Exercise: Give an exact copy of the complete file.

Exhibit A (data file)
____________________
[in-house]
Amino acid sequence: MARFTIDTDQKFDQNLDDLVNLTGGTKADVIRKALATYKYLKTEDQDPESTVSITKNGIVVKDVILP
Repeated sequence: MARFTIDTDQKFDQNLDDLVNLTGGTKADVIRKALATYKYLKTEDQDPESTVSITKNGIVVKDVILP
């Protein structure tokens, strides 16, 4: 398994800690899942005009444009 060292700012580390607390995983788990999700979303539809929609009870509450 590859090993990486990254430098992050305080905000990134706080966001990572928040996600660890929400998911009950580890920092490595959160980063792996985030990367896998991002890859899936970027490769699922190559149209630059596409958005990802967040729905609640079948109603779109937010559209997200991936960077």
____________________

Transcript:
[in-house]
Amino acid sequence: MARFTIDTDQKFDQNLDDLVNLTGGTKADVIRKALATYKYLKTEDQDPESTVSITKNGIVVKDVILP
Repeated sequence: MARFTIDTDQKFDQNLDDLVNLTGGTKADVIRKALATYKYLKTEDQDPESTVSITKNGIVVKDVILP
């Protein structure tokens, strides 16, 4: 398994800690899942005009444009 060292700012580390607390995983788990999700979303539809929609009870509450 590859090993990486990254430098992050305080905000990134706080966001990572928040996600660890929400998911009950580890920092490595959160980063792996985030990367896998991002890859899936970027490769699922190559149209630059596409958005990802967040729905609640079948109603779109937010559209997200991936960077």